There are several headlines in the business media on Friday morning stating that the S&P 500 has entered into a new bull market. This is because the S&P 500 has moved up more than 20% from the low it hit in October 2022. It is unclear where this 20% definition comes from, and it isn't very logical, but it makes for a nice, attention-grabbing headline.
Unfortunately, if you are a trader or investor, it is probably more misleading than illuminating. A bounce of 20% in individual stocks or indexes is quite common and doesn't necessarily presage a major change in trend. A good example is the Russell 2000. The Russell hit a low in October 2022 and bounced more than 20% at the end of January 2023. I don't recall seeing any blaring headlines about a new bull market in small-cap stocks at the time, but it turned out that the 20% move would have been a good time to sell. The Russell fell substantially in March and still has not returned to the "bull market" levels it hit in February.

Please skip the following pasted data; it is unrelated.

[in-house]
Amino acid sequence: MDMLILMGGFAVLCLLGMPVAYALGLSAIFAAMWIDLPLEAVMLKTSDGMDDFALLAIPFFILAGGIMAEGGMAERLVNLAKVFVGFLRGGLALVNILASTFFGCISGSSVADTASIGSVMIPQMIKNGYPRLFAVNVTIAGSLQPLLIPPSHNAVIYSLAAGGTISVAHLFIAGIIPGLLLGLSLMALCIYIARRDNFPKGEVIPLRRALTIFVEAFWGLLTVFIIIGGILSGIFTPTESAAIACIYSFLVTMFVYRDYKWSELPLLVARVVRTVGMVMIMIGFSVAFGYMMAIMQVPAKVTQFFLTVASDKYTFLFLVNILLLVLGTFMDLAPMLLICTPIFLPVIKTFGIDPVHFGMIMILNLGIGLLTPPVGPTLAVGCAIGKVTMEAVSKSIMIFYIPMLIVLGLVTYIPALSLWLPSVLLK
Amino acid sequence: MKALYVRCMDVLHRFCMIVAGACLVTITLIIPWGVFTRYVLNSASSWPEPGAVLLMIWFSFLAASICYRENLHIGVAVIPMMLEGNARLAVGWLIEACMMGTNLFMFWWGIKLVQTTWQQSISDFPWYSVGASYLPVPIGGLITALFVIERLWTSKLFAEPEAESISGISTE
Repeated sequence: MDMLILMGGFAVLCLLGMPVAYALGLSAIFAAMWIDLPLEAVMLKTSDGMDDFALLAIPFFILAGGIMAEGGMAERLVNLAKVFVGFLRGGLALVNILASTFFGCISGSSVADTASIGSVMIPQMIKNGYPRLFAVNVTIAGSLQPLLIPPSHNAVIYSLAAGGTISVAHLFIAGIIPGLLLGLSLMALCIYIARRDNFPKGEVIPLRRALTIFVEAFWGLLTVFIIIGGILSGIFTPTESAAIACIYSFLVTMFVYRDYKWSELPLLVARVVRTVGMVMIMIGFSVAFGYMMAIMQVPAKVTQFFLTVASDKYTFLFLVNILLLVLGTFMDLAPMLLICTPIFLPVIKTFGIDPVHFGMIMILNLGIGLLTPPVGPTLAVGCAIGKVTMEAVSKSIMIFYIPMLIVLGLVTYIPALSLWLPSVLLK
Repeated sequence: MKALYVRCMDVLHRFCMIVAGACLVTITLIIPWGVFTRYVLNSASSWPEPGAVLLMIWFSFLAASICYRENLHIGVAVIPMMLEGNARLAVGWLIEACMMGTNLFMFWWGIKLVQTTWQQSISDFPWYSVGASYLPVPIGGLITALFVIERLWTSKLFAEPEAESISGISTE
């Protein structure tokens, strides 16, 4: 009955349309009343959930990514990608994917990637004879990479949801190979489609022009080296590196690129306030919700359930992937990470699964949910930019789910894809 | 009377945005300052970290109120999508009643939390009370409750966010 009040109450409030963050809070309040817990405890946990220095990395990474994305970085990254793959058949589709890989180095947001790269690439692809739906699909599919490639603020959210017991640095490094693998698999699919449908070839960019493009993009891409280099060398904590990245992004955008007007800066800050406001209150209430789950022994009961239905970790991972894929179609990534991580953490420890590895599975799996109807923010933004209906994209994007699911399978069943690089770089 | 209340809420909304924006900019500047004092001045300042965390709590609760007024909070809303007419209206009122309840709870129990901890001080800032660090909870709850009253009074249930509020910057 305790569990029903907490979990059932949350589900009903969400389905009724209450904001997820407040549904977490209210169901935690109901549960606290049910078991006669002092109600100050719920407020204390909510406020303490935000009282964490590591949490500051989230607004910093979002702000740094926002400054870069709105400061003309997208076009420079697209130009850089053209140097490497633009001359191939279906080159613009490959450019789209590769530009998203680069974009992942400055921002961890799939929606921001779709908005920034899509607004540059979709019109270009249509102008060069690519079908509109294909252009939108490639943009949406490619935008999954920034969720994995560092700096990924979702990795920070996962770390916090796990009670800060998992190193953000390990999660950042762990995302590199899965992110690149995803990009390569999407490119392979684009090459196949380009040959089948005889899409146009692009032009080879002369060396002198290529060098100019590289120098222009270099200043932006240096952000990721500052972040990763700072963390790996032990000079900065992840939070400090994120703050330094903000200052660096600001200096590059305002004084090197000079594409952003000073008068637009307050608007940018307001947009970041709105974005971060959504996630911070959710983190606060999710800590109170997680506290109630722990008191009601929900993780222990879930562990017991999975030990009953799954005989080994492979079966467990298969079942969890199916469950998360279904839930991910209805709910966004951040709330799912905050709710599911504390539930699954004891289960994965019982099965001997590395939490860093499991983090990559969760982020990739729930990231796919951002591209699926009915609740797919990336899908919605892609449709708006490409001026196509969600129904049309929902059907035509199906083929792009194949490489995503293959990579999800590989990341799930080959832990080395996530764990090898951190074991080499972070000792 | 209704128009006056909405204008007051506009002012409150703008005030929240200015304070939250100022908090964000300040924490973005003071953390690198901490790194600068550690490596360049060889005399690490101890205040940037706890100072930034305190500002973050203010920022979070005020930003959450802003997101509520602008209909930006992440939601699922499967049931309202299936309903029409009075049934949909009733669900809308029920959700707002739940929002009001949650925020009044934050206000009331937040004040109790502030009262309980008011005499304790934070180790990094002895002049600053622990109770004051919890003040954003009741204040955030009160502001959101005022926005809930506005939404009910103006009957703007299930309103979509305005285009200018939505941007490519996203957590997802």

If an index falls from 1,000 to 500 and then bounces back to 600, that would meet this media-created definition of a new bull market, but no one would be using that terminology because it is so illogical.
The point here is that a 20% move may be nothing more than just normal volatility. While it definitely is possible that the recent trend in the various indexes will continue, there isn't any statistical basis for that belief.
Ironically, this desire to proclaim that there is now a new bull market makes it less likely that it will hold. In the short term, talking about a bull market may create some fear of missing out and short squeezes, but once there is a consensus view of a bull market, then the buying power starts to wane; there is no wall of worry to climb when things look rosy.
This sort of contrary thinking is difficult to time with any precision, but headlines about a new bull market based on an arbitrary definition should be a warning rather than a celebration.
I don't want to sound overall negative. There has been a nice improvement in the price action in the broad market. The action is still quite narrow, and the gulf of performance between big-cap technology and everything else is huge, but there is a shift in the smaller stocks, which has the potential to go further. We will need to stay focused on the price action, but there is positive momentum out there and it is making for improved stock picking.
We have a mixed start on tap here on Friday morning as Tesla TSLA helps the Nasdaq 100 again but big-cap technology takes another rest.